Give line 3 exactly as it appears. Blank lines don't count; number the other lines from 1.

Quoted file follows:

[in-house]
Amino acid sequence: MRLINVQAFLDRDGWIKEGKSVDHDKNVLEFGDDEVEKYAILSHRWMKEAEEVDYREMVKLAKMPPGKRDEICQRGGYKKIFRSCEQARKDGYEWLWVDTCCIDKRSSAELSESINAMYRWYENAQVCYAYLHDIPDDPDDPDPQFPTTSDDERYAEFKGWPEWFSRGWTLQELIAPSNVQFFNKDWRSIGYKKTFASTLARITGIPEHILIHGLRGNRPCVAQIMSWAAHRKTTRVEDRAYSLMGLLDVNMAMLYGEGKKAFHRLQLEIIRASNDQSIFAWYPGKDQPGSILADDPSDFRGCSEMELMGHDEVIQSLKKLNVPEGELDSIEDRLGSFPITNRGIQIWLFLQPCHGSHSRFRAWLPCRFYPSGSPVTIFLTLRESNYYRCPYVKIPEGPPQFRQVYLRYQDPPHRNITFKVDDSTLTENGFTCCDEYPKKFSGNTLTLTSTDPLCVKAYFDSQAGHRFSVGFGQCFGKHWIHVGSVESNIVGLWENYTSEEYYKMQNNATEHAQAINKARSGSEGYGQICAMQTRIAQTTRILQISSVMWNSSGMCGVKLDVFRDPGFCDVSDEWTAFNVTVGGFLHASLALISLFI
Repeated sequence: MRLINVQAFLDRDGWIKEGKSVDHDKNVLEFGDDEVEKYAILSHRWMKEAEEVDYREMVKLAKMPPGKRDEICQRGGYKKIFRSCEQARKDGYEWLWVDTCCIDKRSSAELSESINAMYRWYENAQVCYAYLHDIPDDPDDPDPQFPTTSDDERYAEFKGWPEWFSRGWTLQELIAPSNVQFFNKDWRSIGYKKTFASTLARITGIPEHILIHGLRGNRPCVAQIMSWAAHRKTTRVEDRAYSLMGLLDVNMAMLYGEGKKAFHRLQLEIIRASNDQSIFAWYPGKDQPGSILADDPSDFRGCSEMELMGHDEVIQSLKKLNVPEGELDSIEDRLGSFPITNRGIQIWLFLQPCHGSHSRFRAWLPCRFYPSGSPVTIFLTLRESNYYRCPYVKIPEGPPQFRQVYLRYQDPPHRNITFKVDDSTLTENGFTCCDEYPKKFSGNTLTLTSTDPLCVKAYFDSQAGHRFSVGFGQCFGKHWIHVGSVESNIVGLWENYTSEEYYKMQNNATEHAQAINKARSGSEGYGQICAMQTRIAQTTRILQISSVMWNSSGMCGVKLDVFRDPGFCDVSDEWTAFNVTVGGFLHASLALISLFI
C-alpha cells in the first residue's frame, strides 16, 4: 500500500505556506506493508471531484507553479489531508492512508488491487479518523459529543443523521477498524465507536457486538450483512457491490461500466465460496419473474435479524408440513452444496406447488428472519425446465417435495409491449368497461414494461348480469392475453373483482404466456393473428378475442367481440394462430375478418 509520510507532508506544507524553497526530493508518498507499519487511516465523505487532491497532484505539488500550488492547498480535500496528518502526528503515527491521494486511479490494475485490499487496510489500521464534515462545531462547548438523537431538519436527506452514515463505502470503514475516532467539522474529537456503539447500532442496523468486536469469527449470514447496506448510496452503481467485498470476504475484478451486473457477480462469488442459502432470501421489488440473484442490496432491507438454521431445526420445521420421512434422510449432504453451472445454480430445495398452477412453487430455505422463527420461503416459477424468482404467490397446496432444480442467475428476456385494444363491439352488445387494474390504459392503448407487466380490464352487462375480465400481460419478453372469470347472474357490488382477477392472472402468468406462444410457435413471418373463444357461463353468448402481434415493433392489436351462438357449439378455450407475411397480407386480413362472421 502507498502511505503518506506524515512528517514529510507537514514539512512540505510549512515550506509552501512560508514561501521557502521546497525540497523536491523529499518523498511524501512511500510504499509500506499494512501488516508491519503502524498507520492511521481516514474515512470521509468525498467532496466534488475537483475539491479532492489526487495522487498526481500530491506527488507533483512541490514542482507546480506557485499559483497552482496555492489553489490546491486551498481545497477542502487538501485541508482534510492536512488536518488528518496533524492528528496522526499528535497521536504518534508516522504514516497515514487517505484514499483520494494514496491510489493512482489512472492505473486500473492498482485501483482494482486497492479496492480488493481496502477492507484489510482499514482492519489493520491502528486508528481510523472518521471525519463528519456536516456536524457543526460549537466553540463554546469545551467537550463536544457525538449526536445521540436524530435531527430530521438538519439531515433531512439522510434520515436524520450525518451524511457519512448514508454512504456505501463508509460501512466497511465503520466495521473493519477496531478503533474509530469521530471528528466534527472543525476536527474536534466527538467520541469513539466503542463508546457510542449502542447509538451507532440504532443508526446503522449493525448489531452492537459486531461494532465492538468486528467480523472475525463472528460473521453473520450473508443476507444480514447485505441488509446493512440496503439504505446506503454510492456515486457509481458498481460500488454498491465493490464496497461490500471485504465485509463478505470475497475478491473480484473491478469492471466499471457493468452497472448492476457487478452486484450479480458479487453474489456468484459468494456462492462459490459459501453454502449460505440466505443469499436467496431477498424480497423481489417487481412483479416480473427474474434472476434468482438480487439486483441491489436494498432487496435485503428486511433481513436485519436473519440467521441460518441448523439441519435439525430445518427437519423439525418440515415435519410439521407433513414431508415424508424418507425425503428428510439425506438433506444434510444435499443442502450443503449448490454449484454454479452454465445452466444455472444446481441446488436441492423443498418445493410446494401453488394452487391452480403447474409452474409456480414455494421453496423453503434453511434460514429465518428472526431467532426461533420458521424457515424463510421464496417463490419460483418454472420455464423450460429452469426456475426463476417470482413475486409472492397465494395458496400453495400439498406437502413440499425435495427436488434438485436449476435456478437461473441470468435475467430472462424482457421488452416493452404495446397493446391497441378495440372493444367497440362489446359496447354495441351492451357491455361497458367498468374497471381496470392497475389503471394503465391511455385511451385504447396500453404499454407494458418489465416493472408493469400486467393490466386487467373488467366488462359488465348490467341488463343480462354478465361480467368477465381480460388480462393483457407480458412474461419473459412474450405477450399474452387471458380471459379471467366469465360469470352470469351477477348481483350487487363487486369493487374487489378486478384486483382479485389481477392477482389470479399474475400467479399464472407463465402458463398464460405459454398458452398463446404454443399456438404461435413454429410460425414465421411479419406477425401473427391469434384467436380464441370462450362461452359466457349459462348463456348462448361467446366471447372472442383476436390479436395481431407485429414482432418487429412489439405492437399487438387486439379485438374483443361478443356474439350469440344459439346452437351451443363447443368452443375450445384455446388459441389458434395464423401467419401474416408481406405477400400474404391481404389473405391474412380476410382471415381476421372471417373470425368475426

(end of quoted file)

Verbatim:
Repeated sequence: MRLINVQAFLDRDGWIKEGKSVDHDKNVLEFGDDEVEKYAILSHRWMKEAEEVDYREMVKLAKMPPGKRDEICQRGGYKKIFRSCEQARKDGYEWLWVDTCCIDKRSSAELSESINAMYRWYENAQVCYAYLHDIPDDPDDPDPQFPTTSDDERYAEFKGWPEWFSRGWTLQELIAPSNVQFFNKDWRSIGYKKTFASTLARITGIPEHILIHGLRGNRPCVAQIMSWAAHRKTTRVEDRAYSLMGLLDVNMAMLYGEGKKAFHRLQLEIIRASNDQSIFAWYPGKDQPGSILADDPSDFRGCSEMELMGHDEVIQSLKKLNVPEGELDSIEDRLGSFPITNRGIQIWLFLQPCHGSHSRFRAWLPCRFYPSGSPVTIFLTLRESNYYRCPYVKIPEGPPQFRQVYLRYQDPPHRNITFKVDDSTLTENGFTCCDEYPKKFSGNTLTLTSTDPLCVKAYFDSQAGHRFSVGFGQCFGKHWIHVGSVESNIVGLWENYTSEEYYKMQNNATEHAQAINKARSGSEGYGQICAMQTRIAQTTRILQISSVMWNSSGMCGVKLDVFRDPGFCDVSDEWTAFNVTVGGFLHASLALISLFI